Another week, another race/organized ride supported by the cycling club at work. What can I say...they like us to be healthy employees ;) This time, it was the Reston Century. Though I hadn't trained for it per se, I was convinced that I had enough fitness to get through the ride. With a handful of long rides out at Skyline, and a bunch of other rides topping out at around 80 miles, I figured I'd be alright. I should also note that this ride marked the culmination of my peak training for Patriots Half, so I had already generated a good bit of fatigue from the previous weeks and the 10 mile run I had done the day before. I was interested to see how my body handled everything.
Sunday morning came around bright (err...it was still dark) and early. I woke up, heated up some of the gluten free blueberry pancakes that I made on Saturday morning, topped them with some peanut butter and syrup for a tasty race ready breakfast of champions, and we out the door within 30 minutes. I then took the short and sweet ride of 8 miles to Reston Town Center where I appeared to be the first person. Seriously. My work had planned to take a team picture for those of us riding the century at 6:30 (others who weren't going as long had until 10 am to start the course, so they could show up later), so I wanted to show up the ride with plenty of time to get things in order. When I pulled up, I had to do a lap around the area, because I saw no signs that the ride was going on. I started wondering whether or not the ride was on Saturday. That would have been a bummer. I finally made it back to one of the parking lots, where I started getting my gear in order. Shortly after, a few other people with bikes showed up so I knew I was in the right place.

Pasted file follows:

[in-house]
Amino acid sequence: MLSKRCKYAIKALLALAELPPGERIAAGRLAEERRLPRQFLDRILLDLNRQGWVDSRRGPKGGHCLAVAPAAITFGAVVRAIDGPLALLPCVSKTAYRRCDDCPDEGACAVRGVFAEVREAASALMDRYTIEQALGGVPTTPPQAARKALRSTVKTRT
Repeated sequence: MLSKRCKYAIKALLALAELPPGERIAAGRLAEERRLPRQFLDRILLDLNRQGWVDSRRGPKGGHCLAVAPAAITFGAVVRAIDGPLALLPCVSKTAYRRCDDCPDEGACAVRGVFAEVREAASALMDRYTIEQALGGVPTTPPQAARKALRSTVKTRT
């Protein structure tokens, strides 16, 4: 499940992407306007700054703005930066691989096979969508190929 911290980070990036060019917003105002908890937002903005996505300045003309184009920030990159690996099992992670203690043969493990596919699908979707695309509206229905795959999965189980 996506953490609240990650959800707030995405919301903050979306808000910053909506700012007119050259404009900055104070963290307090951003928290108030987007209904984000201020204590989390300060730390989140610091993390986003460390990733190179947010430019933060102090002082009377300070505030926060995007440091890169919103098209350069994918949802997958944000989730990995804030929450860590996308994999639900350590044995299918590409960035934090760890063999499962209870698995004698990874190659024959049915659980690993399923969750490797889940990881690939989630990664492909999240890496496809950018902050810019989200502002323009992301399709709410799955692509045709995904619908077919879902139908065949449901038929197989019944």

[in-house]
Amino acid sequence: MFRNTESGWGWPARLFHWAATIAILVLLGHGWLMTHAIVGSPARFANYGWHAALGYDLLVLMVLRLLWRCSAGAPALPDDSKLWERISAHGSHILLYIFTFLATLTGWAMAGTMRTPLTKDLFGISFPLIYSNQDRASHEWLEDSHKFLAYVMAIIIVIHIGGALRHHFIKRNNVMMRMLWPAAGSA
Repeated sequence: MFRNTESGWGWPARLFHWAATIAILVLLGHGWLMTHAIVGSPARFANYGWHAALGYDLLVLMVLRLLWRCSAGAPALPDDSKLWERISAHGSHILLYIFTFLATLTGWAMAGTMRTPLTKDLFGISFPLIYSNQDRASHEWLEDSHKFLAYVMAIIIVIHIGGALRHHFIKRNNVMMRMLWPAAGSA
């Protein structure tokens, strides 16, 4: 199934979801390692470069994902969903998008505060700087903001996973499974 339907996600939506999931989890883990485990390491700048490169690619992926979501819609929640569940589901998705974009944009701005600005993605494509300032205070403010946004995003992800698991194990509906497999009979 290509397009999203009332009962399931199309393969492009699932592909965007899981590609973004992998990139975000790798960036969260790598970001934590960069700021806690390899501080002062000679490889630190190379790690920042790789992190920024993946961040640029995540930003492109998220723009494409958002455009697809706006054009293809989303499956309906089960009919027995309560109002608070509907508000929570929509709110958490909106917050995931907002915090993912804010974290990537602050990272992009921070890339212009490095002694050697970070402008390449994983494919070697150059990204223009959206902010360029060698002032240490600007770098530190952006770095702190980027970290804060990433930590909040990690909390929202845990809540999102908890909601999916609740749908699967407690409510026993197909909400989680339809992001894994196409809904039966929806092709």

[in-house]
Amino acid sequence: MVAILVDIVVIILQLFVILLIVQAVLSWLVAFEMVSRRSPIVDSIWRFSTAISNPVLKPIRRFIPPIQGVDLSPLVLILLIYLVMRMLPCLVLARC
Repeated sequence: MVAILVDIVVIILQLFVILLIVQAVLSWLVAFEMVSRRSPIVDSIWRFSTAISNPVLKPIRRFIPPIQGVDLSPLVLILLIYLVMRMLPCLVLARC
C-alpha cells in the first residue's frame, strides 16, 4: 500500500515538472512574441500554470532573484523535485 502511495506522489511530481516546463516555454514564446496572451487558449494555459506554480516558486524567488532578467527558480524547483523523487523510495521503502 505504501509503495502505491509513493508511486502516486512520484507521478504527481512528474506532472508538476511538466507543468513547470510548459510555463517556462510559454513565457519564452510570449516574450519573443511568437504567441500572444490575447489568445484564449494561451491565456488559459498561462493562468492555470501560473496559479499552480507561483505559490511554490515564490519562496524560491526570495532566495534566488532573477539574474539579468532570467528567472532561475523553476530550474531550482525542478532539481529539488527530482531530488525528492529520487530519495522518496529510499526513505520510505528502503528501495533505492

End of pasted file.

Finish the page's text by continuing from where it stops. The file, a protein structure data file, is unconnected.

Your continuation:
After meeting up with some coworkers and taking our group picture we just kind of headed out. The thing about these rides is that there is no "official" start. You show up, meet your buds, and then go. So we started out as a group of 3, but in a larger pack of about 15 that all seemed to be starting together. I rode with my coworker, who is a member of the Reston Bicycle Club, and he introduced me to his friend - a 63 year old beast, who does nothing else in life but ride his bike. You think I'm kidding. He's retired and all he does is ride his bike. So I wasn't surprised when after hitting open pavement that he shot ahead, expecting us to follow at 23 mph. Now on a normal ride, I'd have no objections than going a bit hard from the get go, but this is a century - something I haven't done, nor am I in the shape to hammer it for that long. I may be crazy, but I ain't that crazy. Oh yea, and the main miles of the ride are very hilly (see ride file at the bottom). No need to burn off my legs so early. So when he realized that we wouldn't go that fast, we settled on 21 mph (still faster than I wanted to go) as a compromise.
About 10 miles in, my coworker was leading with me following, and the 63 year old machine behind me. We approached an intersection, and my coworker yells "clear", but also sees a car off to the far right and decides to put the brakes on, thinking that our group wouldn't be able to make it across in time. Fortunately, I reacted in time to skid off to the right. The 63 year old ran straight into me, barely slowing down, slamming his front tire into my leg. It all happened so fast, but somehow I didn't go down. I did get a terrible hip flexor cramp though from clenching from the impact, which must have been what saved me from falling. He, unfortunately fell over. The good news was that he got up and his body was good to go, minus a few scrapes. The bad news was that one of his rear wheel spokes had broken and his brake caliper was bent. After attempting to remedy the situation, he decided to walk back to the closest rest station and see what, if anything, they could do. With nothing else to do from our end, we pressed on.